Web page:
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Unreliable statistics have been a problem in Puerto Rico. The government recently grossly undercounted Hurricane Maria’s death toll.

Hamiel Irizarry/PRNG/Flickr (CC BY 2.0)

After outcry, Puerto Rico’s legislature spares statistical agency

Puerto Rico has backed away from a controversial plan to eliminate a key statistical agency.

Puerto Rico’s legislature last week approved legislation that calls for a sweeping reorganization of one government agency—but only after it eliminated a provision critics feared would gut statistical collection and analysis on the island.

In the reorganization’s crosshairs was the Puerto Rican Institute of Statistics (PRIS), an independent government agency in San Juan. Although PRIS doesn’t collect much data itself, it analyzes the statistics collected by other government agencies, identifies errors, and helps fix methodological problems. Rather than being run by a political appointee, PRIS is overseen by an independent board of directors that appoints CEOs to 10-year terms.

Puerto Rico has long struggled with unreliable statistics, manifested most recently in its dramatic underestimate of deaths caused by Hurricane Maria last fall.

Earlier versions of the reorganization bill proposed bringing PRIS under the control of Puerto Rico’s Department of Economic Development and Commerce. Statistical data collection would have been centralized within that department and then outsourced to the private sector. Governor Ricardo Rosselló told Science in February the reorganization would streamline statistical collection and analysis, as well as encourage the United States to extend its data collection programs to the island.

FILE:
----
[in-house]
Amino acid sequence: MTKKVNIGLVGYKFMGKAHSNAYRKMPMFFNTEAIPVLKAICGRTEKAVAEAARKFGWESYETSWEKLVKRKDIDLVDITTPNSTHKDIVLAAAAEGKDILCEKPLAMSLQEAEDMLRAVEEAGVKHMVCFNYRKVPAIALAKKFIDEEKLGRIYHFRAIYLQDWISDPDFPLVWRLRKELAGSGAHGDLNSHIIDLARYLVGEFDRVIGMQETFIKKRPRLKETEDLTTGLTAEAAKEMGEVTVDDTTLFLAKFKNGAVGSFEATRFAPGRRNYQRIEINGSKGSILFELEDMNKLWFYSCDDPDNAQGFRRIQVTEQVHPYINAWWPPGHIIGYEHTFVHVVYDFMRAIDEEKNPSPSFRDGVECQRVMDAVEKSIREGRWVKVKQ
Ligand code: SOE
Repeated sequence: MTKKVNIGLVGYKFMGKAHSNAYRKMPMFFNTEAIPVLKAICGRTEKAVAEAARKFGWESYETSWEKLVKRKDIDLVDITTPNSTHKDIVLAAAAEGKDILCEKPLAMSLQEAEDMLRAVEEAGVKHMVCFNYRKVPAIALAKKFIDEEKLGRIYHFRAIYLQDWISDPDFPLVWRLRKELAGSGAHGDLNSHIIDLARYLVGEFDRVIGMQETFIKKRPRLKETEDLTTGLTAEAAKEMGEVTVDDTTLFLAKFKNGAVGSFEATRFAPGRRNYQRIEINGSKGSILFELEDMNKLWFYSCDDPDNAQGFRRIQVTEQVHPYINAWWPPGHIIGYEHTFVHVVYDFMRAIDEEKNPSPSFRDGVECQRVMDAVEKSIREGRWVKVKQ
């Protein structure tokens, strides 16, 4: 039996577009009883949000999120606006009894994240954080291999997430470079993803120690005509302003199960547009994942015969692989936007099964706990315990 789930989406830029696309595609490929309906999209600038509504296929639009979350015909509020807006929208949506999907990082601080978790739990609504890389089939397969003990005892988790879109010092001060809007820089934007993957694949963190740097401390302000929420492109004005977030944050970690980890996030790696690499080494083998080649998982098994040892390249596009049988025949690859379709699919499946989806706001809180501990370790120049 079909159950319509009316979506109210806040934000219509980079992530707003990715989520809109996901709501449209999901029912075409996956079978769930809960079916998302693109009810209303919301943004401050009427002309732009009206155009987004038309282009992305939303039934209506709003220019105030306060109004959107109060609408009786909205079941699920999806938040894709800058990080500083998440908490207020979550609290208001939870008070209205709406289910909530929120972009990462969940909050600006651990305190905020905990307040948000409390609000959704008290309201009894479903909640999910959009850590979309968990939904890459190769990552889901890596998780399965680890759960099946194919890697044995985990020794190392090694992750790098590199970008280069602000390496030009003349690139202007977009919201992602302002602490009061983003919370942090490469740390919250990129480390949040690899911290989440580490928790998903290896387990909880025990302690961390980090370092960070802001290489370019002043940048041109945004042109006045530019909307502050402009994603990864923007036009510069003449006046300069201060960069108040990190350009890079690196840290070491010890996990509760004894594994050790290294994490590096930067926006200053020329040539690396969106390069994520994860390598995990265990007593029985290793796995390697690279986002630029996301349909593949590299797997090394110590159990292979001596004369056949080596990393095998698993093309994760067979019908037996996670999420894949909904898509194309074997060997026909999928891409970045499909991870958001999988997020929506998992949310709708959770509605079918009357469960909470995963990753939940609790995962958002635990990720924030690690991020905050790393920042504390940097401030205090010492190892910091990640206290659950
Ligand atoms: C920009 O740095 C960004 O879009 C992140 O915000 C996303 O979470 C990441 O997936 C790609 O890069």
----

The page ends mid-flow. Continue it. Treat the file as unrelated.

Outside observers worried the bill would undermine PRIS’s political independence and thus, the trustworthiness of Puerto Rico’s statistics. Fifteen U.S. congressional representatives, as well as dozens of scientific organizations, criticized the proposal. (AAAS, which publishes Science, was among them.)

On 30 June, Puerto Rico’s legislature approved the reorganization of the Department of Economic Development and Commerce but eliminated the clauses that mentioned PRIS, preserving the agency’s current structure and independence. Lawmakers promised to “attend to matters related to [PRIS] in forthcoming legislation.”

PRIS CEO Mario Marazzi-Santiago said in a statement he is committed to “sustaining an open dialogue about [PRIS’s] future … so that it allows us to continue working to ensure that data collection and statistical systems, upon which public policies are based, are complete, trustworthy, and able to be accessed quickly and universally.”

“I commend the Puerto Rico legislature for maintaining the independence of [PRIS],” said Lisa LaVange, president of the American Statistical Association in Alexandria, Virginia. “Having independent, strong, and transparent statistics will serve the health, well-being, and economy of Puerto Rico and its people for decades to come. The uncertainty in the number of deaths due to the devastating 2017 hurricanes helped to make this point and it’s now imperative that PRIS be funded to function at full capacity."

*Correction, 3 July, 2:10 p.m.: This story has been updated to correct a translation error in the statement of PRIS CEO Mario Marazzi-Santiago.